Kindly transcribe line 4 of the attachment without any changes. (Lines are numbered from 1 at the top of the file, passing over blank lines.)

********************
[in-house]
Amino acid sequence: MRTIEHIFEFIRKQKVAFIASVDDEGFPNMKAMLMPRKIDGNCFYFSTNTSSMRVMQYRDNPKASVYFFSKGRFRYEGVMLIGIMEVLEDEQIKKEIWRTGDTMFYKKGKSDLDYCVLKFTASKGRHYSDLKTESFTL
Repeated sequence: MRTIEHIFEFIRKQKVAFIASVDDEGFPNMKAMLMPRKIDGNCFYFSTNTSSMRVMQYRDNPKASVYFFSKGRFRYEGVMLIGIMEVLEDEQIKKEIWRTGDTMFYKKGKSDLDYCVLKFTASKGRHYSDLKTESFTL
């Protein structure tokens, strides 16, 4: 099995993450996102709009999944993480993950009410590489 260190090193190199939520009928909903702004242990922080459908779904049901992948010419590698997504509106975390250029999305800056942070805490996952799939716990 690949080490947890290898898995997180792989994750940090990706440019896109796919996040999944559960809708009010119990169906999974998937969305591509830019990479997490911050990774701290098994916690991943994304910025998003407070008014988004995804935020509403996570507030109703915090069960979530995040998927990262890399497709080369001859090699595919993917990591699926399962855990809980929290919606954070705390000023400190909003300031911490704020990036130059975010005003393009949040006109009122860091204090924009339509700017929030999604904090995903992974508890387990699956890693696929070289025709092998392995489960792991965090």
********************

């Protein structure tokens, strides 16, 4: 099995993450996102709009999944993480993950009410590489 260190090193190199939520009928909903702004242990922080459908779904049901992948010419590698997504509106975390250029999305800056942070805490996952799939716990 690949080490947890290898898995997180792989994750940090990706440019896109796919996040999944559960809708009010119990169906999974998937969305591509830019990479997490911050990774701290098994916690991943994304910025998003407070008014988004995804935020509403996570507030109703915090069960979530995040998927990262890399497709080369001859090699595919993917990591699926399962855990809980929290919606954070705390000023400190909003300031911490704020990036130059975010005003393009949040006109009122860091204090924009339509700017929030999604904090995903992974508890387990699956890693696929070289025709092998392995489960792991965090």